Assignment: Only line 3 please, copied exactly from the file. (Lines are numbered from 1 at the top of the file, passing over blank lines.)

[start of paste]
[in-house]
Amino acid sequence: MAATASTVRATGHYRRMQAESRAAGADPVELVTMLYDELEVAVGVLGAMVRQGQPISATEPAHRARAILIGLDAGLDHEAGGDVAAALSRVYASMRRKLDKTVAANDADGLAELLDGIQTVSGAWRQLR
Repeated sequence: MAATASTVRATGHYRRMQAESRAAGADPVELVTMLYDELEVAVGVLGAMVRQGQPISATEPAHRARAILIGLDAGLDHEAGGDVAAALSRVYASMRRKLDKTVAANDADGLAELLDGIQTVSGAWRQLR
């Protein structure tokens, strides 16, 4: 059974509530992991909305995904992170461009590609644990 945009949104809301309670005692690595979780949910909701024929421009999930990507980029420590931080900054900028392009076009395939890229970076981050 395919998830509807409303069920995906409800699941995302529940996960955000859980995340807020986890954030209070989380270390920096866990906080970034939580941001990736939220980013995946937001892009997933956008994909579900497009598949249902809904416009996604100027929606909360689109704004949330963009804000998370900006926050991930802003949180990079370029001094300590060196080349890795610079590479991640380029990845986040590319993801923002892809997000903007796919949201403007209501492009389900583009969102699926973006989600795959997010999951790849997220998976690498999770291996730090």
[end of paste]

Repeated sequence: MAATASTVRATGHYRRMQAESRAAGADPVELVTMLYDELEVAVGVLGAMVRQGQPISATEPAHRARAILIGLDAGLDHEAGGDVAAALSRVYASMRRKLDKTVAANDADGLAELLDGIQTVSGAWRQLR